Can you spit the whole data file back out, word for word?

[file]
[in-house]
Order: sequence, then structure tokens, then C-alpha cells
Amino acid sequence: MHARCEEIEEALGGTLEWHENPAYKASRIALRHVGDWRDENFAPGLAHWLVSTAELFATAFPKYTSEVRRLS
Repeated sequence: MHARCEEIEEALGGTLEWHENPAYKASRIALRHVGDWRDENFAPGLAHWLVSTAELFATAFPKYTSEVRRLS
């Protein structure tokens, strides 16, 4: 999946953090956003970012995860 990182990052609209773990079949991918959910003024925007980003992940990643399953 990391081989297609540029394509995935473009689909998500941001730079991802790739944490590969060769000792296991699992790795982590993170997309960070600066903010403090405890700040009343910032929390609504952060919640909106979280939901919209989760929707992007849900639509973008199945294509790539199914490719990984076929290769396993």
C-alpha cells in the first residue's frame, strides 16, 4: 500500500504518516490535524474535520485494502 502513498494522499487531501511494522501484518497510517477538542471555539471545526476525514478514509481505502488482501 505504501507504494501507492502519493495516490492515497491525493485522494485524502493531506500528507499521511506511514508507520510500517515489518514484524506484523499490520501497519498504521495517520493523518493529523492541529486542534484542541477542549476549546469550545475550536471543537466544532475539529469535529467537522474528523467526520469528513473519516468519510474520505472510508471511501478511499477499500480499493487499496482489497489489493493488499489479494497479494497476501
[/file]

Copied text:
[in-house]
Order: sequence, then structure tokens, then C-alpha cells
Amino acid sequence: MHARCEEIEEALGGTLEWHENPAYKASRIALRHVGDWRDENFAPGLAHWLVSTAELFATAFPKYTSEVRRLS
Repeated sequence: MHARCEEIEEALGGTLEWHENPAYKASRIALRHVGDWRDENFAPGLAHWLVSTAELFATAFPKYTSEVRRLS
């Protein structure tokens, strides 16, 4: 999946953090956003970012995860 990182990052609209773990079949991918959910003024925007980003992940990643399953 990391081989297609540029394509995935473009689909998500941001730079991802790739944490590969060769000792296991699992790795982590993170997309960070600066903010403090405890700040009343910032929390609504952060919640909106979280939901919209989760929707992007849900639509973008199945294509790539199914490719990984076929290769396993």
C-alpha cells in the first residue's frame, strides 16, 4: 500500500504518516490535524474535520485494502 502513498494522499487531501511494522501484518497510517477538542471555539471545526476525514478514509481505502488482501 505504501507504494501507492502519493495516490492515497491525493485522494485524502493531506500528507499521511506511514508507520510500517515489518514484524506484523499490520501497519498504521495517520493523518493529523492541529486542534484542541477542549476549546469550545475550536471543537466544532475539529469535529467537522474528523467526520469528513473519516468519510474520505472510508471511501478511499477499500480499493487499496482489497489489493493488499489479494497479494497476501